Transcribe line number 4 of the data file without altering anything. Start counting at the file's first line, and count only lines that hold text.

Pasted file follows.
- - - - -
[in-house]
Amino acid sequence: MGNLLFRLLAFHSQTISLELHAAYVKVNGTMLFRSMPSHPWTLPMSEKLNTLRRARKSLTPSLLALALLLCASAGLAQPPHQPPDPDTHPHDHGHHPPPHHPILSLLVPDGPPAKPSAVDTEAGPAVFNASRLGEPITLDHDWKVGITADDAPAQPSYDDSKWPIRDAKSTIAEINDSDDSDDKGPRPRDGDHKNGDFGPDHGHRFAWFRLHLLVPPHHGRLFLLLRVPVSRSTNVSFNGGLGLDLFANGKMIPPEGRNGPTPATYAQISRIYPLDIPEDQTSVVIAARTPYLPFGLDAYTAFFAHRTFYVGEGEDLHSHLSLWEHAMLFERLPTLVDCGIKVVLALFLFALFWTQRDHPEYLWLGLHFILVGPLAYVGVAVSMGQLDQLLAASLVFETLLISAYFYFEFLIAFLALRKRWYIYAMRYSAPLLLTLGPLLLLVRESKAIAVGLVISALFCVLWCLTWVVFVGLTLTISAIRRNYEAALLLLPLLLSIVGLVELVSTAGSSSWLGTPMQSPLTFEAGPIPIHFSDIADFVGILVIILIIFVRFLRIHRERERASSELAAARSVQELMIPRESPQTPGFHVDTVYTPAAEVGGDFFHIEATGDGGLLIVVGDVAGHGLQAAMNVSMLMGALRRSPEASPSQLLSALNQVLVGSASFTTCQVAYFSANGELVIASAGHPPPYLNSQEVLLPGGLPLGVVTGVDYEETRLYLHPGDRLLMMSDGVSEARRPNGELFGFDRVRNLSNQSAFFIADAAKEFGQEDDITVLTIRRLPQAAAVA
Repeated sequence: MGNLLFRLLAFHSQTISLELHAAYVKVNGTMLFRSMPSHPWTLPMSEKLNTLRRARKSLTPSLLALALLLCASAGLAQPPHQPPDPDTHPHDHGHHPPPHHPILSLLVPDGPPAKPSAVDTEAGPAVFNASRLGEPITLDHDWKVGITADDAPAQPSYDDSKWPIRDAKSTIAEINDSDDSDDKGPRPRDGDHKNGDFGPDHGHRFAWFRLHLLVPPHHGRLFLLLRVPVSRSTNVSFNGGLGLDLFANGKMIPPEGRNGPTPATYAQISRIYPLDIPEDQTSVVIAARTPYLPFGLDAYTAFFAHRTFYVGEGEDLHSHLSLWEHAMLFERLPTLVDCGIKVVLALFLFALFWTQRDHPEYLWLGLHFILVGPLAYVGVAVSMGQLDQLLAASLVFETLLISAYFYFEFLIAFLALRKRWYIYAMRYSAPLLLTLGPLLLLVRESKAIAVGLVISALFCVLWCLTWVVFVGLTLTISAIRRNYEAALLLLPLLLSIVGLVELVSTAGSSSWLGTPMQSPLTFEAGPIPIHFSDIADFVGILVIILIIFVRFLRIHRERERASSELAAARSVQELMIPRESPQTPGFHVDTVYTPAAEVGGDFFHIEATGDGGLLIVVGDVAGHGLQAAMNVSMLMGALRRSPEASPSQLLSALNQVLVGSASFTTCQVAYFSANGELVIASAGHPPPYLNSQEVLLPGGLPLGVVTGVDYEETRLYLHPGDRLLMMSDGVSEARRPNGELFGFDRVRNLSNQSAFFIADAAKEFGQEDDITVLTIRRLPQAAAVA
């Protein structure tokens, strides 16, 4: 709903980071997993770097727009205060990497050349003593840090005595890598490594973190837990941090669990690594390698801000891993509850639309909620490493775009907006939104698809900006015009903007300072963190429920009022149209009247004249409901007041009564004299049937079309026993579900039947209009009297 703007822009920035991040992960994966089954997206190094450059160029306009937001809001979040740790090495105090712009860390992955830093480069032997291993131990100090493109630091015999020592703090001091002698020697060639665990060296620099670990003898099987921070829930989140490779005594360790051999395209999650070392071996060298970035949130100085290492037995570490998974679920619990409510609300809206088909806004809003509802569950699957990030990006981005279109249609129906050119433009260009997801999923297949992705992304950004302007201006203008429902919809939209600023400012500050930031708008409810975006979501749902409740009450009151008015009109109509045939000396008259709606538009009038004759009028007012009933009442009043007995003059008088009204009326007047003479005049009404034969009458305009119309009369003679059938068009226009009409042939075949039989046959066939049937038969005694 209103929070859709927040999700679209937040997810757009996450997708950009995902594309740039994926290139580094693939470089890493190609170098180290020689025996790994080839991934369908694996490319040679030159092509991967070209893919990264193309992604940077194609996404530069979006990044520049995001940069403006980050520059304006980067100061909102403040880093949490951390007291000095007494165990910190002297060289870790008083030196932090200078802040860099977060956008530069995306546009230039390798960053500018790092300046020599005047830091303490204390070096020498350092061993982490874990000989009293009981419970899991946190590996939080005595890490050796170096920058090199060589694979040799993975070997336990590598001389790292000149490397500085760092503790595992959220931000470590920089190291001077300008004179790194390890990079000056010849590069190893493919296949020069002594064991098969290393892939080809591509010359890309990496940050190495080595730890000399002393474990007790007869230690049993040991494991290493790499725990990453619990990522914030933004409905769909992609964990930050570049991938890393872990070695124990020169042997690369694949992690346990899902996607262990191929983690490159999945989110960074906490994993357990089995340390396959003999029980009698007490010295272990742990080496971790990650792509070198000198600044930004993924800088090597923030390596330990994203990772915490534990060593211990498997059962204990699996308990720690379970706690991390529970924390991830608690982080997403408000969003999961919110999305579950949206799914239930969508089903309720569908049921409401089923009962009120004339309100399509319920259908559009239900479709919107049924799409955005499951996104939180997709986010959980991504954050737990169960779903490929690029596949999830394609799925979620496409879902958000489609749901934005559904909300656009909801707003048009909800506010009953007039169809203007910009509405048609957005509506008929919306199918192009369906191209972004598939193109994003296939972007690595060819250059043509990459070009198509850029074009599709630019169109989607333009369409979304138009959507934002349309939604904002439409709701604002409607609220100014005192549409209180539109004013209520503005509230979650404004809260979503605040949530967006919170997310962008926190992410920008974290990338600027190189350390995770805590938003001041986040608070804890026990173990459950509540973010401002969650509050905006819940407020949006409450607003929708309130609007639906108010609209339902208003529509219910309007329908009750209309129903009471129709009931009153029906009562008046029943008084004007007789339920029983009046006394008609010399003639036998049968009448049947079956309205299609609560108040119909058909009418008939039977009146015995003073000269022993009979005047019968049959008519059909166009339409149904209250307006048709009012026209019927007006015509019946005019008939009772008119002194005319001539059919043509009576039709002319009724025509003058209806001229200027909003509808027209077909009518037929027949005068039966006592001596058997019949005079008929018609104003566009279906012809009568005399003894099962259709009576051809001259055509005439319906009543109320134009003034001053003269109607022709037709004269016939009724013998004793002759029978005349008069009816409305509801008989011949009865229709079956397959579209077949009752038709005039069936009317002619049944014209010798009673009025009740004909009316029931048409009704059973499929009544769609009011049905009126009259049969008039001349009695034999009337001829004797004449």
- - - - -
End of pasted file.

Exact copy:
């Protein structure tokens, strides 16, 4: 709903980071997993770097727009205060990497050349003593840090005595890598490594973190837990941090669990690594390698801000891993509850639309909620490493775009907006939104698809900006015009903007300072963190429920009022149209009247004249409901007041009564004299049937079309026993579900039947209009009297 703007822009920035991040992960994966089954997206190094450059160029306009937001809001979040740790090495105090712009860390992955830093480069032997291993131990100090493109630091015999020592703090001091002698020697060639665990060296620099670990003898099987921070829930989140490779005594360790051999395209999650070392071996060298970035949130100085290492037995570490998974679920619990409510609300809206088909806004809003509802569950699957990030990006981005279109249609129906050119433009260009997801999923297949992705992304950004302007201006203008429902919809939209600023400012500050930031708008409810975006979501749902409740009450009151008015009109109509045939000396008259709606538009009038004759009028007012009933009442009043007995003059008088009204009326007047003479005049009404034969009458305009119309009369003679059938068009226009009409042939075949039989046959066939049937038969005694 209103929070859709927040999700679209937040997810757009996450997708950009995902594309740039994926290139580094693939470089890493190609170098180290020689025996790994080839991934369908694996490319040679030159092509991967070209893919990264193309992604940077194609996404530069979006990044520049995001940069403006980050520059304006980067100061909102403040880093949490951390007291000095007494165990910190002297060289870790008083030196932090200078802040860099977060956008530069995306546009230039390798960053500018790092300046020599005047830091303490204390070096020498350092061993982490874990000989009293009981419970899991946190590996939080005595890490050796170096920058090199060589694979040799993975070997336990590598001389790292000149490397500085760092503790595992959220931000470590920089190291001077300008004179790194390890990079000056010849590069190893493919296949020069002594064991098969290393892939080809591509010359890309990496940050190495080595730890000399002393474990007790007869230690049993040991494991290493790499725990990453619990990522914030933004409905769909992609964990930050570049991938890393872990070695124990020169042997690369694949992690346990899902996607262990191929983690490159999945989110960074906490994993357990089995340390396959003999029980009698007490010295272990742990080496971790990650792509070198000198600044930004993924800088090597923030390596330990994203990772915490534990060593211990498997059962204990699996308990720690379970706690991390529970924390991830608690982080997403408000969003999961919110999305579950949206799914239930969508089903309720569908049921409401089923009962009120004339309100399509319920259908559009239900479709919107049924799409955005499951996104939180997709986010959980991504954050737990169960779903490929690029596949999830394609799925979620496409879902958000489609749901934005559904909300656009909801707003048009909800506010009953007039169809203007910009509405048609957005509506008929919306199918192009369906191209972004598939193109994003296939972007690595060819250059043509990459070009198509850029074009599709630019169109989607333009369409979304138009959507934002349309939604904002439409709701604002409607609220100014005192549409209180539109004013209520503005509230979650404004809260979503605040949530967006919170997310962008926190992410920008974290990338600027190189350390995770805590938003001041986040608070804890026990173990459950509540973010401002969650509050905006819940407020949006409450607003929708309130609007639906108010609209339902208003529509219910309007329908009750209309129903009471129709009931009153029906009562008046029943008084004007007789339920029983009046006394008609010399003639036998049968009448049947079956309205299609609560108040119909058909009418008939039977009146015995003073000269022993009979005047019968049959008519059909166009339409149904209250307006048709009012026209019927007006015509019946005019008939009772008119002194005319001539059919043509009576039709002319009724025509003058209806001229200027909003509808027209077909009518037929027949005068039966006592001596058997019949005079008929018609104003566009279906012809009568005399003894099962259709009576051809001259055509005439319906009543109320134009003034001053003269109607022709037709004269016939009724013998004793002759029978005349008069009816409305509801008989011949009865229709079956397959579209077949009752038709005039069936009317002619049944014209010798009673009025009740004909009316029931048409009704059973499929009544769609009011049905009126009259049969008039001349009695034999009337001829004797004449």